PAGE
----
More than 20 climate activists blocked the entrance to Galp’s headquarters in Lisbon this morning, protesting the role of oil companies in the climate crisis and cost of living crisis.
Some glued themselves to the glass walls of the building to “interrupt the regular criminal activity inside the company,” said Joao Camargo of Climaximo, the organization behind the protest.
Camargo said that the entrance was first blocked at 8.15 am. However, the police arrived at 10 am, later detaining three activists.
The protest sought to highlight “that companies like Galp and their multimillionaire profits are responsible for the rise of the cost of living in Portugal and the climate chaos… Companies like Galp need to be stopped”, said Camargo to Lusa.
Climaximo argues that the record high profits of Galp of 420 million in the first semester of 2022 are “directly related to the increase in prices and inflation.”
For these activists, “the increase in the cost of living all over the world is a consequence of a capitalist economy built to be addicted to fossil fuels.”
Moreover, Climaximo argues that European governments are “giving in to the blackmail of oil companies, and instead of speeding up to end fossil fuels, continue to subsidize this energy and build more infrastructure.”
Camargo also said that the activities at the protest today do not want to speak to those responsible for Galp, saying Climaximo “does not want any communication with companies that make the present and future worse.”
Climate Change & Fossil Fuels in Portugal
In December 2019, during the European Council meeting, EU President Ursula von der Leyen said, “Portugal is one of the countries most affected by climate change.”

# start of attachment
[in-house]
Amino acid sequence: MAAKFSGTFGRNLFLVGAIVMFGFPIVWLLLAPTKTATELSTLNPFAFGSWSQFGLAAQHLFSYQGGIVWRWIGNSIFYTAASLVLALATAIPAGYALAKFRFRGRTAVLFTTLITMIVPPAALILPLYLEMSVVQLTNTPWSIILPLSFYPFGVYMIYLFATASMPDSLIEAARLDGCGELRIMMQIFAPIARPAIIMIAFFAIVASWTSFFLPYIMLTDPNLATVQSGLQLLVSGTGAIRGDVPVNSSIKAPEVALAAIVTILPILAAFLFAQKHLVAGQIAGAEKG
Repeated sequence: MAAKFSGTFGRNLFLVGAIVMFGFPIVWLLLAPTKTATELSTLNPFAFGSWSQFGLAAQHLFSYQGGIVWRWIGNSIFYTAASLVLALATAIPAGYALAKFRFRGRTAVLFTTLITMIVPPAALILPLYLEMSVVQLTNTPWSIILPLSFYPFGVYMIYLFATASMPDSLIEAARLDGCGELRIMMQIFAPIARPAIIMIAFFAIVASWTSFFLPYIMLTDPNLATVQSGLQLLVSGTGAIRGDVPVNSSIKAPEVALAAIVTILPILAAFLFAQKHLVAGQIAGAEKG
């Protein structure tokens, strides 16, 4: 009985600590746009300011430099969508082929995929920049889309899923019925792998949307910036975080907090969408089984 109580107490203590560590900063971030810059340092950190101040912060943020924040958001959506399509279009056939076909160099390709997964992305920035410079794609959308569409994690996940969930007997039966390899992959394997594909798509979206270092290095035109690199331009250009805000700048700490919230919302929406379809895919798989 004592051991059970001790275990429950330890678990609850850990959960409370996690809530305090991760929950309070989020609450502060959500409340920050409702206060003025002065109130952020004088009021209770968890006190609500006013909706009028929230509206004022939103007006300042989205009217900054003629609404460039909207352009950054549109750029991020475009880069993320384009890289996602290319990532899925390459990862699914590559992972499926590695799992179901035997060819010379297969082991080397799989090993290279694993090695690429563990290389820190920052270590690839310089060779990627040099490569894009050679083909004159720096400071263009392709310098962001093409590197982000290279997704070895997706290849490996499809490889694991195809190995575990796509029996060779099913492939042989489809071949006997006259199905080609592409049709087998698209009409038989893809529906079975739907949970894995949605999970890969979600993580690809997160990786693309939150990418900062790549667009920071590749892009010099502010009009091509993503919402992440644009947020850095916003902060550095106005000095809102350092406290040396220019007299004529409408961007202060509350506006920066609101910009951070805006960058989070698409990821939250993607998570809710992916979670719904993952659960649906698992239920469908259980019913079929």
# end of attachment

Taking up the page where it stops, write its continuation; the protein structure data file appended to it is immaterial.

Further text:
Portugal is a climate hotspot, with the Mediterranean region projected to experience the greatest drying among 26 regions globally.
Portugal is showing a tendency towards more intense extreme weather events, such as heat waves and droughts. The increase in severity of drought, flooding, and wildfires is already having an impact on the population, as well as agriculture and the economy.
The country is still particularly reliant on imported fossil fuels, above the average of the EU with 65% of imports.
Due to around 70% reliance on fossil fuels, Portugal’s greenhouse gas emissions increase by 13% from 2014 to 2018. However, Portugal’s reliance on fossil fuels has decreased in recent decades, falling by 13% since 1990.
In 2020, Portugal was still behind the EU average of 71%, with only five countries falling below the 60% mark: Sweden (31%), Finland (41%), France (48%), Lithuania (57%), and Denmark (59%).